Basic Greek Pantry
Aubergine: Large firm vegetable with a purple almost
blackskin is used in moussaka and many other dishes.
Bread: Bread is served with every Greek meal and
is often used to soak up any sauce, oil or juices on the plate.
Loaves are traditionally round with a light coating of flour.
Cheeses: Feta, kasseri, kefalotiri
and ricotta are commonly used cheeses.
Feta is a soft, moist white cheese made
from ewe's milk, creamy sometimes crumbly in texture.
Kasseri is a medium-hard, strongly flavoured
yellow cheese with a rind pressed into the shape of a cylinder.
Kefalotiri is a firm, dry, salty yellow
cheese with a tough rind moulded into the shape of a skull.
Extra Virgin Olive Oil: The
most versatile and commonly used ingredient in Greek Cuisine.
Filo Pastry: Paper thin sheets
of pastry made from flour and water, used for both sweet and savoury
Garlic: Used fresh in Greek
cooking and available all year round.
Greek Coffee: Also known as
Turkish coffee, it is very finely ground to a powder. The coffee
is combined with water and sugar and cooked over a flame in a
cylindrical pot with a pouring lip called a "briki".
It is heated until it just reaches the boil and a thick froth
has formed and served in demitasse cups accompanied by a glass
of iced water.
Herbs: Oregano, thyme, mint
and parsley are used fresh and dried in Greek cooking.
Lamb: The most popular meat
used in Greek cooking. It combines well with almost any herb,
spice, fruit or vegetable. Lamb is particularly complemented by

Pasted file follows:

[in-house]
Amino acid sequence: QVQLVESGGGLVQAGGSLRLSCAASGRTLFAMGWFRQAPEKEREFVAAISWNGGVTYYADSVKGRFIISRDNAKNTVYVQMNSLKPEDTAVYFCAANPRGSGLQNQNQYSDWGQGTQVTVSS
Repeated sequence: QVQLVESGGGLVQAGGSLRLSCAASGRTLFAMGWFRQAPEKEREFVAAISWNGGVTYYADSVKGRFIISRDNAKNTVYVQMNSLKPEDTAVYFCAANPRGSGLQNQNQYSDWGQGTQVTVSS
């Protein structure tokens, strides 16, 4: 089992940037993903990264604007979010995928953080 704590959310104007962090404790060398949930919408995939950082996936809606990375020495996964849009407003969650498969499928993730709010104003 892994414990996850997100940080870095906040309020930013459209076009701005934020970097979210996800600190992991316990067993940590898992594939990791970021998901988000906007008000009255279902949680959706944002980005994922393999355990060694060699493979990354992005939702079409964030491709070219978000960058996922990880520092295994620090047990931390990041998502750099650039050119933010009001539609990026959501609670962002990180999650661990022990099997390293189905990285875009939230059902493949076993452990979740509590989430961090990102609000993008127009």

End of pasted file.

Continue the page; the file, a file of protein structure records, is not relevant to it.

olive oil, lemon, garlic and oregano.
Lemons: Used to flavour sauces,
soups, dips and syrups, to marinate and tenderise meats, and to
garnish meat, fish and poultry dishes during and after cooking.
Octopus: Baby octopus are
used for pickling or pot cooking. Do not salt octopus as this
will toughen the flesh. Larger octopus are less tender and need
to be pounded with a mallet, marinated for several hours or overnight
before being grilled or barbecued.
Olives: Kalamata olives are
the most commonly used today. They are black, firm-fleshed, slightly
sweet olives ideal for salads, and cooking.
Ouzo: Colourless, aniseed-flavoured
spirit, traditionally served in small straight-sided glasses,
often mixed with a little water.
Pulses: Brown lentils, chick
peas, black-eyed beans, broad beans, canellini beans and lima
beans are commonly used in Greek cooking. They are added to rich
tomato-based sauces to make soups or casseroles, or simply mashed
into a dip with oil and lemon juice, or served cold as a salad
with a dressing to taste.
Semolina: Both fine and coarse
ground semolina are used in sweets and cakes.
Spices: The main spices used
in Greek cooking are ground white pepper, cracked or whole black
peppercorns, ground or bark cinnamon, whole cloves and allspice.
Taramasalata: A highly flavoured
dip usually made from cod's roe, olive oil, lemon juice, mashed
potato or soaked and squeezed dry stale bread.
Tzatziki: Traditional yoghurt
dip made with thick yoghurt, grated or chopped seedless cucumbers,
garlic, fresh herbs, salt and pepper.
Vine Leaves: Available from
supermarkets and delicatessens in packets, fresh young leaves
are used. Soak vine leaves in warm water and rinse well before
using to remove excess salt.
Yoghurt: Firm, plain natural
yoghurt is always best for dips and cooking.